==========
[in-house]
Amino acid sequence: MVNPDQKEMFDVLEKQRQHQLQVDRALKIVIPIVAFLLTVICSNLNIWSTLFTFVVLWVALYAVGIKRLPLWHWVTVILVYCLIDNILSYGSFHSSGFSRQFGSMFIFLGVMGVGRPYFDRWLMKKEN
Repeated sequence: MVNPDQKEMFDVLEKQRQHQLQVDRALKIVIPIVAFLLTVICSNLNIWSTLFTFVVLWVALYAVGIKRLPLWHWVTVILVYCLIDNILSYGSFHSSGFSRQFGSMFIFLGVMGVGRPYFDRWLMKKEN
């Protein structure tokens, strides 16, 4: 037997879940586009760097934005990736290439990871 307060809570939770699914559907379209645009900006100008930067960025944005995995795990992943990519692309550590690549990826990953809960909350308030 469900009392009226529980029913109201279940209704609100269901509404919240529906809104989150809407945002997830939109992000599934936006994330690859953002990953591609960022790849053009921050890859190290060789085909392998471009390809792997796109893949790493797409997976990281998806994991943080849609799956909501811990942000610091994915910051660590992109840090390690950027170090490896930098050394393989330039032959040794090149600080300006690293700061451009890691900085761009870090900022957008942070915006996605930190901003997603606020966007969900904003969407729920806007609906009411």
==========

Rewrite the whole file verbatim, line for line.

[in-house]
Amino acid sequence: MVNPDQKEMFDVLEKQRQHQLQVDRALKIVIPIVAFLLTVICSNLNIWSTLFTFVVLWVALYAVGIKRLPLWHWVTVILVYCLIDNILSYGSFHSSGFSRQFGSMFIFLGVMGVGRPYFDRWLMKKEN
Repeated sequence: MVNPDQKEMFDVLEKQRQHQLQVDRALKIVIPIVAFLLTVICSNLNIWSTLFTFVVLWVALYAVGIKRLPLWHWVTVILVYCLIDNILSYGSFHSSGFSRQFGSMFIFLGVMGVGRPYFDRWLMKKEN
């Protein structure tokens, strides 16, 4: 037997879940586009760097934005990736290439990871 307060809570939770699914559907379209645009900006100008930067960025944005995995795990992943990519692309550590690549990826990953809960909350308030 469900009392009226529980029913109201279940209704609100269901509404919240529906809104989150809407945002997830939109992000599934936006994330690859953002990953591609960022790849053009921050890859190290060789085909392998471009390809792997796109893949790493797409997976990281998806994991943080849609799956909501811990942000610091994915910051660590992109840090390690950027170090490896930098050394393989330039032959040794090149600080300006690293700061451009890691900085761009870090900022957008942070915006996605930190901003997603606020966007969900904003969407729920806007609906009411």